From the opening sequence, in which the train-chasing strides of Adrian Brody travel in rhythm with The Kinks’ This Time Tomorrow, it is clear that The Darjeeling Limited is a film about movement; about journey. Set across the heart of a beautiful, roaming India, Wes Anderson’s 2007 ode to the trials and tribulations of brotherhood sees Owen Wilson, Jason Schwartzman and the aforementioned Brody in lofty form as the Whitman siblings.
A joint writing venture from Anderson, Schwartzman and Roman Coppola, the film begins with the revelation that the brothers haven’t spoken in the year following their father’s death. There’s a recurring theme of baggage, here. Literally, through the items that the siblings lumber around throughout their journey on the eponymous train, much of which includes items belonging to the late Whitman Sr.
Then, there’s the case of the metaphorical baggage, the emotional stuff – of which all three brothers are carrying in abundance.
Peter (Adrien Brody) is riddled with anxiety about the birth of his first child whilst still mourning for his father, Jack (Jason Schwartzman) is still coming to terms with a chaotic breakup, whilst the eldest, Francis (Owen Wilson), though dominating and patriarchal, unravels more and more throughout the trip. ‘I want us to be brothers again, like we used to be’ states Francis at the journey’s commencement. It’s clear that they haven’t been brothers in a long while; it’s clear that they haven’t been themselves in even longer.
As with every Anderson film, The Darjeeling Limited balances offbeat humour alongside ideas of loneliness and personal dejection, all whilst remaining beautiful to look at. Anderson’s lens ranges from roving to kaleidoscopic, pairing the quaint symmetry of the richly vivid carriages with the pictorial spirituality of the Indian heartland. The ensemble, which features Anjelica Huston, Ifran Khan, Amara Karan, Warris Ahluwalia, provide an excellent supporting cast to the film’s stars, whilst Bill Murray shines in a typically volatile cameo during the film’s opening.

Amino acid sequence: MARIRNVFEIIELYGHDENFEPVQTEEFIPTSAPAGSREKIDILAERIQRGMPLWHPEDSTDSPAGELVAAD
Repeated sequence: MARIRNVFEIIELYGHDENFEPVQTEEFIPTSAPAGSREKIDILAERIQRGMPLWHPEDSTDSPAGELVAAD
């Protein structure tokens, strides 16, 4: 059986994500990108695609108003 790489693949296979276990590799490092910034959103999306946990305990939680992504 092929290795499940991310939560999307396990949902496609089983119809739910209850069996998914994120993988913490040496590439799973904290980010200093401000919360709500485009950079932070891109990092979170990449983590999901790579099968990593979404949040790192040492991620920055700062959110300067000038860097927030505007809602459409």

Whilst both Wilson and Schwartzman are excellent as Francis and Jack, it’s Adrien Brody, making his debut as an Anderson associate, who steals the show as Francis, the middle Whitman brother. Poised, and strikingly handsome, Brody’s Francis appears to a reasoned detachment, yet behind the shades, he’s sad, alienated and scared. Brody plays with him enough alpha control to make his cracks all the more alarming, with their intermittent frequency making them all the more powerful. ‘I didn’t save mine’ he reveals blankly, during one of the film’s most devastatingly poignant moments. Here is a man who seems to find himself failing constantly, and can’t seem to understand why.
Subtle and gorgeous, The Darjeeling Limited is worth watching alone for its usage of The Kinks’ Strangers during a funeral scene. Whilst many will claim it’s one of Anderson’s weaker efforts, its commitment to physical journey make it an important transitional piece in the director’s canon, which saw static, suburban pieces, such as Rushmore and the Royal Tenenbaums, usurped in favour of adventure, with Darjeeling, as well as Moonrise Kingdom and The Life Aquatic with Steve Zizou, signalling a new, voyaging era for Anderson.
‘Dad’s bags aren’t going to make it’ shouts Francis at the end of the film, in one of modern cinema’s most overt metaphors. The Darjeeling Limited is about shedding, letting go and the personal evolution that comes from it. Whilst the train journey across India directs the film’s beginning, it soon becomes evident that it’s the least important journey undertaken during the 90 minute running time. Like any good trip, The Darjeeling Limited quenches your thirst for adventure, whilst staying anchored to the importance of what’s close. It’s a film you must watch.
Words by Niall Flynn